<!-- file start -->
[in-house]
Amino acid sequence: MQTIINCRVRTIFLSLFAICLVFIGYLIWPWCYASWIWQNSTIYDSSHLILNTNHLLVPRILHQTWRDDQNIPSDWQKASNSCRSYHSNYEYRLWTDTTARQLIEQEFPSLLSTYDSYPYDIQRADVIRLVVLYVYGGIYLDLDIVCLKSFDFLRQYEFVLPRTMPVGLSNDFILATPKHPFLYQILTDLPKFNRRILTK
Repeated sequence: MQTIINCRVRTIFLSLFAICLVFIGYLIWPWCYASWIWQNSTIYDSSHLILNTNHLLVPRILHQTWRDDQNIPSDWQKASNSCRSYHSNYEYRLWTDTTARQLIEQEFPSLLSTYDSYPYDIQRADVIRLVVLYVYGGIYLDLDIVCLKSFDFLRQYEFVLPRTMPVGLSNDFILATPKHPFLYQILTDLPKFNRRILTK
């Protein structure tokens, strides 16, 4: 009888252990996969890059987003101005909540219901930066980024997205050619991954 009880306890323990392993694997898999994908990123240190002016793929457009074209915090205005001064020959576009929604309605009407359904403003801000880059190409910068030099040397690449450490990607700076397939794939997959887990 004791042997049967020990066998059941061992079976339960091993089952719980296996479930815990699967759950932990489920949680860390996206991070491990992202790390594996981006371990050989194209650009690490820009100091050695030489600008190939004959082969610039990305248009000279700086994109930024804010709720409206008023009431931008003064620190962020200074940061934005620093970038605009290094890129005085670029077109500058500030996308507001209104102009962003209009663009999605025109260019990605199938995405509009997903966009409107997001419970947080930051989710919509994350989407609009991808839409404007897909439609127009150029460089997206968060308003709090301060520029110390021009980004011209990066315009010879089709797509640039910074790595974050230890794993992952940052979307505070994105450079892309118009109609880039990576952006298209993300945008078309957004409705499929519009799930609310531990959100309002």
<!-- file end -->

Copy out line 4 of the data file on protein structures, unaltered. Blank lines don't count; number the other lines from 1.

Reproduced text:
């Protein structure tokens, strides 16, 4: 009888252990996969890059987003101005909540219901930066980024997205050619991954 009880306890323990392993694997898999994908990123240190002016793929457009074209915090205005001064020959576009929604309605009407359904403003801000880059190409910068030099040397690449450490990607700076397939794939997959887990 004791042997049967020990066998059941061992079976339960091993089952719980296996479930815990699967759950932990489920949680860390996206991070491990992202790390594996981006371990050989194209650009690490820009100091050695030489600008190939004959082969610039990305248009000279700086994109930024804010709720409206008023009431931008003064620190962020200074940061934005620093970038605009290094890129005085670029077109500058500030996308507001209104102009962003209009663009999605025109260019990605199938995405509009997903966009409107997001419970947080930051989710919509994350989407609009991808839409404007897909439609127009150029460089997206968060308003709090301060520029110390021009980004011209990066315009010879089709797509640039910074790595974050230890794993992952940052979307505070994105450079892309118009109609880039990576952006298209993300945008078309957004409705499929519009799930609310531990959100309002």